Don Mattera was born in 1935 in Western Native Township, an area in the west of Johannesburg that was bulldozed by the Apartheid government – it became the whites-only suburb of Westdene. He grew up in Sophiatown. His heritage is a good example of the mixing that was possible in such a place. His grandfather was Italian, his father was Coloured and his mother was African. Sophiatown was a place where this kind of diversity could become a reality. This is one of the reasons it was so hated by the Apartheid Government. As a teenager he was involved in gangs. However, later in life he became an activist and poet. This extract is from his autobiography, Memory is the Weapon. In it he describes the effects of the Population Registration Act, one of the foundations of Apartheid. This law classified everyone into one of four racial groups, often splitting up families. While race is often thought of as a natural fact of life, this shows how they were constructed, and Mattera himself is an example of someone who did not fit neatly into one category or the other – his real heritage of Italian, Tswana and Khoisan was far too diverse for Apartheid.
Be aware that there is some racist language in this story. Most of it is spoken by a white policeman, but there is also some directed at Africans by a Coloured character. At the same time, Mattera stresses that he is proud of his African heritage. While you read, try to think what might have made someone hold racist attitudes towards someone else when both of them were oppressed.
Author: Don Mattera
miscegenation Sexual relations between people of different races. appendage Something attached to the main, more important body. twilight The soft, fading light from the sky when the sun goes down; from sunset to nightfall. oblivion Nothingness or nonexistence. cosmopolitan Multicultural; a cosmopolitan area is where people of different cultural, language and ethnic backgrounds live together and interact.
According to the racial statistics of Apartheid South Africa, I am a second-generation Coloured: the fruit of miscegenation and of an in-between existence; the appendage of black and white. There are approximately four million other people like me – twilight children who live in political, social and economic oblivion and who have been cut off from the mainstream of direct interaction with both black and white people. But many coloured people, especially adults, have looked to the whites for their survival and security. There has been a rapid move by the younger, more radical people towards political and social integration with blacks because of the success of the Black Consciousness movement in South Africa.
After the removal of people from cosmopolitan areas such as Sophiatown, the Verwoerdian protagonists protagonists A protagonist is the main character in a story. Calling them Verwoerdian means they are following the ideas of Verwoerd, one of the Apartheid rulers. – political scientists and academics – obviously with the collaboration of many coloured quislings, quislings People who collaborate and support the enemy (in this case, the Apartheid government) against their own community. have created a middle-class among the Coloureds. And, employing the swartgevaar (black danger) slogan, they have drawn many twilight people closer to the white laager (exclusive haven). Closer but not into it. Just close enough to serve as a buffer between white and black, and the latter are slowly beginning to doubt the bona fides of their lighter-skinned brothers and sisters.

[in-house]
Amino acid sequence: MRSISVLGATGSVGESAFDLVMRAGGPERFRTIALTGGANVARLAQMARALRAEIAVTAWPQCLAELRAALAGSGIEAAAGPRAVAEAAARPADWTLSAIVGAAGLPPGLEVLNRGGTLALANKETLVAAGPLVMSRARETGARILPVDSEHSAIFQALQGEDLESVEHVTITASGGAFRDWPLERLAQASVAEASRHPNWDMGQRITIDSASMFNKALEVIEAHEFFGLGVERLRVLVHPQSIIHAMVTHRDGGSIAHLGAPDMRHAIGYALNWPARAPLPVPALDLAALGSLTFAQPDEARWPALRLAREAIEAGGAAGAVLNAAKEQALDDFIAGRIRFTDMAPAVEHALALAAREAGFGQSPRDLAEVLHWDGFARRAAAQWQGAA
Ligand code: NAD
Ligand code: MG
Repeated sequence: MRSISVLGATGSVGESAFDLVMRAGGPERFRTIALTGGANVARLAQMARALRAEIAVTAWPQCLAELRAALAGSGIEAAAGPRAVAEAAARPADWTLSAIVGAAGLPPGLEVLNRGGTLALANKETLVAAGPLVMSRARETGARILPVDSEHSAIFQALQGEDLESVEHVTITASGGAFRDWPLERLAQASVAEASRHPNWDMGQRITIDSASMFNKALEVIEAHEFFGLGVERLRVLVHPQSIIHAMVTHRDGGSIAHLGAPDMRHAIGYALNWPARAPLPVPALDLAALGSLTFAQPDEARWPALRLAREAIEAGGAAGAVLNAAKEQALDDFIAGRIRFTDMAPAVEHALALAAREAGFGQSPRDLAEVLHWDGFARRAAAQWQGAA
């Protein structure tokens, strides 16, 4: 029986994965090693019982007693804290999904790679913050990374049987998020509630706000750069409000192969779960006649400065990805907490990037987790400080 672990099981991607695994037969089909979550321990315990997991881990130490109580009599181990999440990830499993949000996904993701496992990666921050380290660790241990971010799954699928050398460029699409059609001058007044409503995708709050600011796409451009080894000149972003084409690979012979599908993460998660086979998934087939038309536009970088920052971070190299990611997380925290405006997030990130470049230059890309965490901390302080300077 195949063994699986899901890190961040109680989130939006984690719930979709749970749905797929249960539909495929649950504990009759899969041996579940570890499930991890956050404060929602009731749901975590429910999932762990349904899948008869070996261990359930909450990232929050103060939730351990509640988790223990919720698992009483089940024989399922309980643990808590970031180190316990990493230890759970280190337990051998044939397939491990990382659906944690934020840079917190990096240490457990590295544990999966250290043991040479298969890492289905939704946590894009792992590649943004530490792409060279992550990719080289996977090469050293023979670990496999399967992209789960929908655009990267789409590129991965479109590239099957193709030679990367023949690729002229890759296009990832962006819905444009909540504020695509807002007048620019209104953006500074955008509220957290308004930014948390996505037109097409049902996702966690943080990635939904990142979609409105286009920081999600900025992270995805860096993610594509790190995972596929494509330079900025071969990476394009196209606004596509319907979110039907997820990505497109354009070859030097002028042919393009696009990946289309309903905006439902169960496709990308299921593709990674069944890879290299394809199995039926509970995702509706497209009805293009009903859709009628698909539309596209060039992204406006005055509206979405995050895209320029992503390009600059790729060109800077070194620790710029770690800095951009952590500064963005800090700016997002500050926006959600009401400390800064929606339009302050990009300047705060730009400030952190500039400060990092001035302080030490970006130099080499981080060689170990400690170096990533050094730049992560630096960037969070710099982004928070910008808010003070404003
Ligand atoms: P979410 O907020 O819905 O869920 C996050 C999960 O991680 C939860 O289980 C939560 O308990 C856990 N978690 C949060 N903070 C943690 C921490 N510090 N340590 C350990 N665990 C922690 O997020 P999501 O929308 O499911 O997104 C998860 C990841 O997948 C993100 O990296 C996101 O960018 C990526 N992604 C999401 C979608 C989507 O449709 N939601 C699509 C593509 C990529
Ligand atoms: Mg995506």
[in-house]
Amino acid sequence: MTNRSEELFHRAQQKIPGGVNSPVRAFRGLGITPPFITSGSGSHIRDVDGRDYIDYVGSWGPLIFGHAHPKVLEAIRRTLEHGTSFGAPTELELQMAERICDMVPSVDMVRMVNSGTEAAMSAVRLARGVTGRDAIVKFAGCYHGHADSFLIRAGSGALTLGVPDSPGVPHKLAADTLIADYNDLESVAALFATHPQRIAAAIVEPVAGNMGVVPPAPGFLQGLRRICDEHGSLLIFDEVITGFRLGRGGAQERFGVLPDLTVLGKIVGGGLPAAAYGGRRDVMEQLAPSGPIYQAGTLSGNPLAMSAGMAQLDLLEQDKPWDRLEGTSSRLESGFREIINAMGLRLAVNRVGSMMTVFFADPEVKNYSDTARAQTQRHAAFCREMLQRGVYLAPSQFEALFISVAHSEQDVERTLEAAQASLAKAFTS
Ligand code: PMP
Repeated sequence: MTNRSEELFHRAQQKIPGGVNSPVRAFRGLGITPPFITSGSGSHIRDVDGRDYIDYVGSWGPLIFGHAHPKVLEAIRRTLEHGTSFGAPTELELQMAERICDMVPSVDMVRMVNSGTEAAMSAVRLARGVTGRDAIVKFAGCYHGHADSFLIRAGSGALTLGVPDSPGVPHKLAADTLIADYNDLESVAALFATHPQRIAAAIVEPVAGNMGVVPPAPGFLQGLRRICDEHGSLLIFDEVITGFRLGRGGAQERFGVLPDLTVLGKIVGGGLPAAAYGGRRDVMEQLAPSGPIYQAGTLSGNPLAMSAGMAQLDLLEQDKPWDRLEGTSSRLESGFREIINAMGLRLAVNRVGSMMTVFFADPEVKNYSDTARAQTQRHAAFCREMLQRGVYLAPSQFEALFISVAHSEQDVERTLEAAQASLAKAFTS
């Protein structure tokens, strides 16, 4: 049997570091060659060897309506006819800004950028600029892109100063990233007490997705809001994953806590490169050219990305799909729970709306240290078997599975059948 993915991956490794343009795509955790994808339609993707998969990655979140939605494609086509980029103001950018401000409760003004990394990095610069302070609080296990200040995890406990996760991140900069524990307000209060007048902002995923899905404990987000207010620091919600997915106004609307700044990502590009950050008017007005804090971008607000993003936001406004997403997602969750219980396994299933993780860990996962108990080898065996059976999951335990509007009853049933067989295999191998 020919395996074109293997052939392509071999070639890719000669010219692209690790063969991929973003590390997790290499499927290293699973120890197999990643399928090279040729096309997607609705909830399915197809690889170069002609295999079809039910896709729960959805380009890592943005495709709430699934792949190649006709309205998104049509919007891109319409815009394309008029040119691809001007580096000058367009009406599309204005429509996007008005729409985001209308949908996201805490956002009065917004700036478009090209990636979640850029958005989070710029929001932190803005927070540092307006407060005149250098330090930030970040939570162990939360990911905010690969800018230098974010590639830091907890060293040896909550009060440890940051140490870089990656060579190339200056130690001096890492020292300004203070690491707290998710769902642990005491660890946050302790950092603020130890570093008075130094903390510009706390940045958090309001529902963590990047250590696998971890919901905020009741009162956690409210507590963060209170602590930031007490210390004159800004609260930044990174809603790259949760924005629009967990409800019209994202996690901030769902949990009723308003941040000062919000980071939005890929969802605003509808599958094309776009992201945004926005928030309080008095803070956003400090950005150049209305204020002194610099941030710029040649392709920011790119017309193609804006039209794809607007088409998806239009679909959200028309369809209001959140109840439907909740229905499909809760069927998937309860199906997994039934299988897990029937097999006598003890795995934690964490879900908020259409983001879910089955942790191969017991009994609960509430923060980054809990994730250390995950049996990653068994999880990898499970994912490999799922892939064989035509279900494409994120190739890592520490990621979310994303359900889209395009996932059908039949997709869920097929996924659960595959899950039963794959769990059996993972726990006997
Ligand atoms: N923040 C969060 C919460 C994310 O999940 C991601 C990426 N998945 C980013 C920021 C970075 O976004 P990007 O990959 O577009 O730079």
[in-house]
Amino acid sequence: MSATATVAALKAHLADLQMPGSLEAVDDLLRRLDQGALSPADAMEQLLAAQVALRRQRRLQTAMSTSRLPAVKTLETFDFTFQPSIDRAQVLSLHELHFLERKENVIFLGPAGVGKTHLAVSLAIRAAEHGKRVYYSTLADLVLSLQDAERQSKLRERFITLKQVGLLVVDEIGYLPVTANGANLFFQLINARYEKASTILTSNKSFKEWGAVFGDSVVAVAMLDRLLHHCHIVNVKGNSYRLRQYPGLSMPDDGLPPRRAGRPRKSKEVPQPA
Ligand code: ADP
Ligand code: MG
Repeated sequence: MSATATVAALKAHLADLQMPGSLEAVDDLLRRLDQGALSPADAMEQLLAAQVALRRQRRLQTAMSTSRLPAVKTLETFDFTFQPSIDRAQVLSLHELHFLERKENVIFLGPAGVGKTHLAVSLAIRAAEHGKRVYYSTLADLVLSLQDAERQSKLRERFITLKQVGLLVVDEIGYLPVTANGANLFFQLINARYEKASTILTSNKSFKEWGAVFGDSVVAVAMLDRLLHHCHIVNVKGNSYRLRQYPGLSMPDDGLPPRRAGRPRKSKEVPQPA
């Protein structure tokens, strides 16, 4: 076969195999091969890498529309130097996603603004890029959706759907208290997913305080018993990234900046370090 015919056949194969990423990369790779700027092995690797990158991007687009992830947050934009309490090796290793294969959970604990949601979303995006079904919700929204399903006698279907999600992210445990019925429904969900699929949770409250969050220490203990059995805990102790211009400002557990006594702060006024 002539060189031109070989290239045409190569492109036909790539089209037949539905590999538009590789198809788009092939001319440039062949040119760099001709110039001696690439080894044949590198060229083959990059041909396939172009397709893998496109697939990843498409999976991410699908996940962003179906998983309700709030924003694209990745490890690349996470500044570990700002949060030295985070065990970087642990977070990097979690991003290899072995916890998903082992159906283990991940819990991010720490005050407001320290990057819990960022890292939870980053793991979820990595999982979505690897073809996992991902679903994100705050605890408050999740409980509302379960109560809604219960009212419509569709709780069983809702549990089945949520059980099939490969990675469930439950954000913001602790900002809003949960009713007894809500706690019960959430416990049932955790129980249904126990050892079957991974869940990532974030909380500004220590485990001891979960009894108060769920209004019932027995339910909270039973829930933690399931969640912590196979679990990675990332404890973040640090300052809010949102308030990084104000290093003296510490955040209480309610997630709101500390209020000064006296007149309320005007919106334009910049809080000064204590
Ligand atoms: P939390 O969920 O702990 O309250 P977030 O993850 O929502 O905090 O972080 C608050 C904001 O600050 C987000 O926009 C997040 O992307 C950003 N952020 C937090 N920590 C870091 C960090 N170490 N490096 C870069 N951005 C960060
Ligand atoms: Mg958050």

laager A camp made up of a protective circle of wagons; often used by voortrekkers in the 19th century. The laager became a symbol of Afrikaaner nationalism and white rule over black people. haven A place of shelter and safety.
It is only in this mad and frightened portion of the world, bedevilled as it is by race consciousness and pigmentocracy, that human beings are categorised and classified bona fides Good faith or sincerity. bedevilled Tormented or harassed with bad intentions. pigmentocracy A society or country where the government or social hierachy is based on shades of skin colour; where the relative worth of people is related to the colour of their skin. under the law into sub-tribal and sub-human units. Consider the Coloureds. The Griquas are the so-called descendants of an aboriginal chief called Adam Kok whose land was first seized by the British colonialists and later the Boers following unsuccessful uprisings against both the occupying forces of his day. Adam Kok’s territory inside the borders of South Africa is still known as Griqualand.
Then there are the Cape Coloureds – the name denotes denotes To be a mark or a sign of; indicate; to name. a direct genetic link with the so-called Bushmen and Hottentots Bushmen and Hottentots Both of these words have racist connotations. – preferably known as the Khoisan. What the segregationists could not escape was that so many of these Bushman and Hottentot offspring had blue, grey or green eyes with straight blond hair. The other Cape ‘mixture’ is known as Cape Malay. Although a large section of this grouping has traces of Malayan blood, many thus classified are very light-skinned, with European features as well as Khoisan characteristics. The original Malay slaves were brought into South Africa by the Dutch East India Company settlers, the majority of whom did not bring women with them. The other lesser known coloured ‘tribes’ are the ‘Maasbieker’, the name being derived from the word ‘Mozambique’ and meaning ‘a type of Mozambique Coloured’. There are the ‘Basters’ or Bastards- half-breeds, mainly found in South West Africa/Namibia and in parts of the Northern Cape Province. The Mauritian Coloureds, most of them light-skinned and long-haired, are chiefly based in South Africa’s Natal Province and choose English as their language, unlike their counterparts in the Transvaal and the Cape who mostly speak Afrikaans. Perhaps the most obnoxious obnoxious Awful, very unpleasant. and the most hated label is ‘Other Coloureds’ – referring to ‘mixtures’ that possibly arose out of relationships outside the white group, such as the offspring of African and Chinese, African and Indian, and African and all the other aforementioned Coloured varieties.